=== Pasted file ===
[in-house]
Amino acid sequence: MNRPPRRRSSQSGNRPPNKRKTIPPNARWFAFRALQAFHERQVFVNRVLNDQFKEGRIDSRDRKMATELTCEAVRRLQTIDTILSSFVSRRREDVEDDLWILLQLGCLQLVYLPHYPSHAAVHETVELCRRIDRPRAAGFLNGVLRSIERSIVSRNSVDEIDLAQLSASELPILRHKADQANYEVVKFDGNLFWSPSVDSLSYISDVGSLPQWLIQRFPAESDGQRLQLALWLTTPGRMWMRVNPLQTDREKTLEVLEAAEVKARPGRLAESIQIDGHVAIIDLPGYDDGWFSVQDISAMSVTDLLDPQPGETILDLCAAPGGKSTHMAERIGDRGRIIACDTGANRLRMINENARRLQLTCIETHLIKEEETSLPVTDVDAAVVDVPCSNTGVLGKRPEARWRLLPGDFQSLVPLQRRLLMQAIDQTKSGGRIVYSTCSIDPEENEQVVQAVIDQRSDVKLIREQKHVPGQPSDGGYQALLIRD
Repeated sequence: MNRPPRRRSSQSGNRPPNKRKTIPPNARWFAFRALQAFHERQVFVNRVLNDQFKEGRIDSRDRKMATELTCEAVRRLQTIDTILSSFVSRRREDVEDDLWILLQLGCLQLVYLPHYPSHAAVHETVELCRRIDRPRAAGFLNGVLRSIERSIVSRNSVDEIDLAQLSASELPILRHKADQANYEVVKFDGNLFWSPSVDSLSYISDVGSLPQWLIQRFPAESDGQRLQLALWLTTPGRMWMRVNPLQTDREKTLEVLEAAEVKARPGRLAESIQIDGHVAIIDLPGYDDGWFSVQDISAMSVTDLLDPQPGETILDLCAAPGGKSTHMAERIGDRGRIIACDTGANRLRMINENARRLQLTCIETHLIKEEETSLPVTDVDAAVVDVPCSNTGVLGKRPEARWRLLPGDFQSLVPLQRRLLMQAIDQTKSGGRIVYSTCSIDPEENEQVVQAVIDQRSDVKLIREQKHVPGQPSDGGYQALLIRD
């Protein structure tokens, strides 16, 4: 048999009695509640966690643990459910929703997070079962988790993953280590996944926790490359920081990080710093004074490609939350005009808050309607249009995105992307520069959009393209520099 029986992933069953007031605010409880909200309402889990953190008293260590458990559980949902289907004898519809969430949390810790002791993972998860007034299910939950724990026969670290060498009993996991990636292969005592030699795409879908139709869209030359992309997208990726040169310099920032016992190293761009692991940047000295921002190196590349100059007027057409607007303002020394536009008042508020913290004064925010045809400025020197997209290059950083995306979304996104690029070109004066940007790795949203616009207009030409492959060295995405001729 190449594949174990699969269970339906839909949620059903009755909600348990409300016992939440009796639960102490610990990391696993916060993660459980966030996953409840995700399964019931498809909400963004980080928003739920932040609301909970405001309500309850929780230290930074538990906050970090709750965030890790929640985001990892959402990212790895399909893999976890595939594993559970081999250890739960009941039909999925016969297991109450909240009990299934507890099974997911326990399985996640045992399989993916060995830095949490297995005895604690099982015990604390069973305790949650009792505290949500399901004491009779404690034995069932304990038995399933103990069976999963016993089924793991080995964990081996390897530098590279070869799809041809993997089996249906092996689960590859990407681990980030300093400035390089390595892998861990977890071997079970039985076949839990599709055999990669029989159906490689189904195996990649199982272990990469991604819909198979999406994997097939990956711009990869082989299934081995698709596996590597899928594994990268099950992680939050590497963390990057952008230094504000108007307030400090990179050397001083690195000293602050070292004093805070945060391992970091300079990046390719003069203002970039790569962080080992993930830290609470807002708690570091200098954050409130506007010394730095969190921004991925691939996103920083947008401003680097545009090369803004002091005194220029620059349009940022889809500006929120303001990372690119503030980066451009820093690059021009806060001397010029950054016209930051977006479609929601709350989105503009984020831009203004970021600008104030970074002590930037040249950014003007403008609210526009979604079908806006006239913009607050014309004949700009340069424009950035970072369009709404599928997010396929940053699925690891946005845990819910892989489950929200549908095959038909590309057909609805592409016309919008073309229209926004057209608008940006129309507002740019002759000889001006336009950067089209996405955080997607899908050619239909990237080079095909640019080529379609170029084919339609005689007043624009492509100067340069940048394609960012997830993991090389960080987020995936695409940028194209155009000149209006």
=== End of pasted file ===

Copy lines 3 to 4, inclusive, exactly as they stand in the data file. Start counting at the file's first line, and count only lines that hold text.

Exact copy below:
Repeated sequence: MNRPPRRRSSQSGNRPPNKRKTIPPNARWFAFRALQAFHERQVFVNRVLNDQFKEGRIDSRDRKMATELTCEAVRRLQTIDTILSSFVSRRREDVEDDLWILLQLGCLQLVYLPHYPSHAAVHETVELCRRIDRPRAAGFLNGVLRSIERSIVSRNSVDEIDLAQLSASELPILRHKADQANYEVVKFDGNLFWSPSVDSLSYISDVGSLPQWLIQRFPAESDGQRLQLALWLTTPGRMWMRVNPLQTDREKTLEVLEAAEVKARPGRLAESIQIDGHVAIIDLPGYDDGWFSVQDISAMSVTDLLDPQPGETILDLCAAPGGKSTHMAERIGDRGRIIACDTGANRLRMINENARRLQLTCIETHLIKEEETSLPVTDVDAAVVDVPCSNTGVLGKRPEARWRLLPGDFQSLVPLQRRLLMQAIDQTKSGGRIVYSTCSIDPEENEQVVQAVIDQRSDVKLIREQKHVPGQPSDGGYQALLIRD
């Protein structure tokens, strides 16, 4: 048999009695509640966690643990459910929703997070079962988790993953280590996944926790490359920081990080710093004074490609939350005009808050309607249009995105992307520069959009393209520099 029986992933069953007031605010409880909200309402889990953190008293260590458990559980949902289907004898519809969430949390810790002791993972998860007034299910939950724990026969670290060498009993996991990636292969005592030699795409879908139709869209030359992309997208990726040169310099920032016992190293761009692991940047000295921002190196590349100059007027057409607007303002020394536009008042508020913290004064925010045809400025020197997209290059950083995306979304996104690029070109004066940007790795949203616009207009030409492959060295995405001729 190449594949174990699969269970339906839909949620059903009755909600348990409300016992939440009796639960102490610990990391696993916060993660459980966030996953409840995700399964019931498809909400963004980080928003739920932040609301909970405001309500309850929780230290930074538990906050970090709750965030890790929640985001990892959402990212790895399909893999976890595939594993559970081999250890739960009941039909999925016969297991109450909240009990299934507890099974997911326990399985996640045992399989993916060995830095949490297995005895604690099982015990604390069973305790949650009792505290949500399901004491009779404690034995069932304990038995399933103990069976999963016993089924793991080995964990081996390897530098590279070869799809041809993997089996249906092996689960590859990407681990980030300093400035390089390595892998861990977890071997079970039985076949839990599709055999990669029989159906490689189904195996990649199982272990990469991604819909198979999406994997097939990956711009990869082989299934081995698709596996590597899928594994990268099950992680939050590497963390990057952008230094504000108007307030400090990179050397001083690195000293602050070292004093805070945060391992970091300079990046390719003069203002970039790569962080080992993930830290609470807002708690570091200098954050409130506007010394730095969190921004991925691939996103920083947008401003680097545009090369803004002091005194220029620059349009940022889809500006929120303001990372690119503030980066451009820093690059021009806060001397010029950054016209930051977006479609929601709350989105503009984020831009203004970021600008104030970074002590930037040249950014003007403008609210526009979604079908806006006239913009607050014309004949700009340069424009950035970072369009709404599928997010396929940053699925690891946005845990819910892989489950929200549908095959038909590309057909609805592409016309919008073309229209926004057209608008940006129309507002740019002759000889001006336009950067089209996405955080997607899908050619239909990237080079095909640019080529379609170029084919339609005689007043624009492509100067340069940048394609960012997830993991090389960080987020995936695409940028194209155009000149209006």